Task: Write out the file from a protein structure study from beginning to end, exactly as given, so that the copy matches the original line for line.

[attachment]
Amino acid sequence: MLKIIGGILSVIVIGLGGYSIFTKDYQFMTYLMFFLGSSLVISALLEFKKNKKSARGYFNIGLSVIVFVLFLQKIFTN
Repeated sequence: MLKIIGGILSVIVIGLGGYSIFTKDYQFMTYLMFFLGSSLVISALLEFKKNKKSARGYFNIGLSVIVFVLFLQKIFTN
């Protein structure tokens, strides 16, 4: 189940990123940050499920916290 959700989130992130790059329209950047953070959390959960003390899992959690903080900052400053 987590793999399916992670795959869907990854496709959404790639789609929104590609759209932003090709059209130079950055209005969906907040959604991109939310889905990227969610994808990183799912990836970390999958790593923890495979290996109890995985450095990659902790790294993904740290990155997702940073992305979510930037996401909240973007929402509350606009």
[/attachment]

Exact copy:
Amino acid sequence: MLKIIGGILSVIVIGLGGYSIFTKDYQFMTYLMFFLGSSLVISALLEFKKNKKSARGYFNIGLSVIVFVLFLQKIFTN
Repeated sequence: MLKIIGGILSVIVIGLGGYSIFTKDYQFMTYLMFFLGSSLVISALLEFKKNKKSARGYFNIGLSVIVFVLFLQKIFTN
């Protein structure tokens, strides 16, 4: 189940990123940050499920916290 959700989130992130790059329209950047953070959390959960003390899992959690903080900052400053 987590793999399916992670795959869907990854496709959404790639789609929104590609759209932003090709059209130079950055209005969906907040959604991109939310889905990227969610994808990183799912990836970390999958790593923890495979290996109890995985450095990659902790790294993904740290990155997702940073992305979510930037996401909240973007929402509350606009």